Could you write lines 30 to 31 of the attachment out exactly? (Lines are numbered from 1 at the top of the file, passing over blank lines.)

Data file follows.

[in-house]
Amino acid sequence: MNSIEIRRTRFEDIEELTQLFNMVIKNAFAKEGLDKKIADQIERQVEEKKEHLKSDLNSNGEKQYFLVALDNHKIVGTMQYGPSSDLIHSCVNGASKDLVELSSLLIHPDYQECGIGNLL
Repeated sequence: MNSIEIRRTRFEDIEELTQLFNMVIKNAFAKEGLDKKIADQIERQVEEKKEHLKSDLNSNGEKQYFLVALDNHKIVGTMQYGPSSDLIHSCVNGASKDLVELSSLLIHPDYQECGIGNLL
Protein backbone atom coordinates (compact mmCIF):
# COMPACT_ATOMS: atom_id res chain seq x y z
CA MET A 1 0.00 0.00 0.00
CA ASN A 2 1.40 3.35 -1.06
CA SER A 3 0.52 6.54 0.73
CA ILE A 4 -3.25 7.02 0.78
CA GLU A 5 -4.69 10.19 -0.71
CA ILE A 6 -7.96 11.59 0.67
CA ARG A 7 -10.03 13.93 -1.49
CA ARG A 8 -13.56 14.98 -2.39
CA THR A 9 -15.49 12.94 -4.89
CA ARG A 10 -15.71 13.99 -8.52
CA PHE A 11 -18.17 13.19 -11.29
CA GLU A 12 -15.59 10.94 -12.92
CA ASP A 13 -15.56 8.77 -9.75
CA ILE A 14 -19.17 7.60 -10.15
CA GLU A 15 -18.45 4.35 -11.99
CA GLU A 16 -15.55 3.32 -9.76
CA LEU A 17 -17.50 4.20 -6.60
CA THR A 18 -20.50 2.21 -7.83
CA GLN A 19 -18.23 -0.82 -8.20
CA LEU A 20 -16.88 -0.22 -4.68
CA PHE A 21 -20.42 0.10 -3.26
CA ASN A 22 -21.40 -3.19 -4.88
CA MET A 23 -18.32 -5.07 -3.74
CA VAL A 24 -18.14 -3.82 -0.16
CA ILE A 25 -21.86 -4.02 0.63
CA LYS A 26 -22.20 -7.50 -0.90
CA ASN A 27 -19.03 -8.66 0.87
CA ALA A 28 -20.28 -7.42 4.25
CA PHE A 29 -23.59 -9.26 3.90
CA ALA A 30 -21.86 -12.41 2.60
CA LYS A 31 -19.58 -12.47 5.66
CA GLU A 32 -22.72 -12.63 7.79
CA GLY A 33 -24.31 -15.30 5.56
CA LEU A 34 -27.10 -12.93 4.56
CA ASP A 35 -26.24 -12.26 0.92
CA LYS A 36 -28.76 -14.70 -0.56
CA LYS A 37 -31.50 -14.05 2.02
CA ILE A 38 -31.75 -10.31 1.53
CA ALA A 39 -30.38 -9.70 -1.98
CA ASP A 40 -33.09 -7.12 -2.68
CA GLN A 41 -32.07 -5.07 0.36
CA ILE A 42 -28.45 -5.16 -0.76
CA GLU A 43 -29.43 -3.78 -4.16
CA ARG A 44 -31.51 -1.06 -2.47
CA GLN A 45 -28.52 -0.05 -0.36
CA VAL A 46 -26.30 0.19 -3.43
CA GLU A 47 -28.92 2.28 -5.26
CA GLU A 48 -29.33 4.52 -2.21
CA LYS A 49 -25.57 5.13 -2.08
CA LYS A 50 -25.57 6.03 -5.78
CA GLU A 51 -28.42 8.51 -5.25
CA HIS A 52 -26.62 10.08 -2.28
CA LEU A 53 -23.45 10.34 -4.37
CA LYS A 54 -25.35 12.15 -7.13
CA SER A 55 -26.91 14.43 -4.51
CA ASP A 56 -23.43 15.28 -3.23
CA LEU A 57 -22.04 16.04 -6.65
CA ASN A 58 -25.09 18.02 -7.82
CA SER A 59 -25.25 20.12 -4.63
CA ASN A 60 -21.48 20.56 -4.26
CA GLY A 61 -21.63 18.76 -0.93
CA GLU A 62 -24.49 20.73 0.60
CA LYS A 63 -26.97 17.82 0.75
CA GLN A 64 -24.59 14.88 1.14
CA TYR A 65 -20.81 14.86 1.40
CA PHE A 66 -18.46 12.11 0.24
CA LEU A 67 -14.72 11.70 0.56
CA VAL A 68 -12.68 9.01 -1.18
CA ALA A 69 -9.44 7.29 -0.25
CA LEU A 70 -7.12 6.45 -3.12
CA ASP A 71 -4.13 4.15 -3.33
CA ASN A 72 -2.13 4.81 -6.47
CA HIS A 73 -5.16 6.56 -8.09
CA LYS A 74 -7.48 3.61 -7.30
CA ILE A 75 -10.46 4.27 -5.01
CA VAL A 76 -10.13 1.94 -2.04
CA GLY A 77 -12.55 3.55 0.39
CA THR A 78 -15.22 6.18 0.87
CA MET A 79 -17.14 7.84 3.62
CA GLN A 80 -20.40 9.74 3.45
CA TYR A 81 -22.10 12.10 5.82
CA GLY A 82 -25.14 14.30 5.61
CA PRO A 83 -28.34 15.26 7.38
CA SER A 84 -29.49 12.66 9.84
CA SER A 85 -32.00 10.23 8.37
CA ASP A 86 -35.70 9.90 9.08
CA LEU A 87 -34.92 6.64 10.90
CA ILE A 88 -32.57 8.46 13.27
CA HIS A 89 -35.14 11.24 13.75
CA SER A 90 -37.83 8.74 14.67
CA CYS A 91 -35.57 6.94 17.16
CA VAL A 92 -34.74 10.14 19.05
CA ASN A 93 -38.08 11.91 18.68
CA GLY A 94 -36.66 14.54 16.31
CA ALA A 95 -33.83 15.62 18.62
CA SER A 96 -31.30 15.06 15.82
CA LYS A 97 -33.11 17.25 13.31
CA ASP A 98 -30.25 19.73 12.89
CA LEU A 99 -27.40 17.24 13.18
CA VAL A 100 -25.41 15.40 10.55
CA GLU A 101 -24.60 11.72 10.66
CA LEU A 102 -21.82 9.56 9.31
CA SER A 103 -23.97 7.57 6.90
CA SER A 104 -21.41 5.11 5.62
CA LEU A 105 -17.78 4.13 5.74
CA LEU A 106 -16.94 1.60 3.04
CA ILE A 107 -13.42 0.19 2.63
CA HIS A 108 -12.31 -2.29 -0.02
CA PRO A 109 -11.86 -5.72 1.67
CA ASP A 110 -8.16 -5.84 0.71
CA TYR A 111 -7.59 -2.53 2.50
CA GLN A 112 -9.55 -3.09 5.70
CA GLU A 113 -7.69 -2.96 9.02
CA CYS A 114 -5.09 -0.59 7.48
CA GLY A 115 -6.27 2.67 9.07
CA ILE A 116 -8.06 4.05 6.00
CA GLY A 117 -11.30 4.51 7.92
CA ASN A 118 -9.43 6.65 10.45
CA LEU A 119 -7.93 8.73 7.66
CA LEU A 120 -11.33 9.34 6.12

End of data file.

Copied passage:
CA ILE A 25 -21.86 -4.02 0.63
CA LYS A 26 -22.20 -7.50 -0.90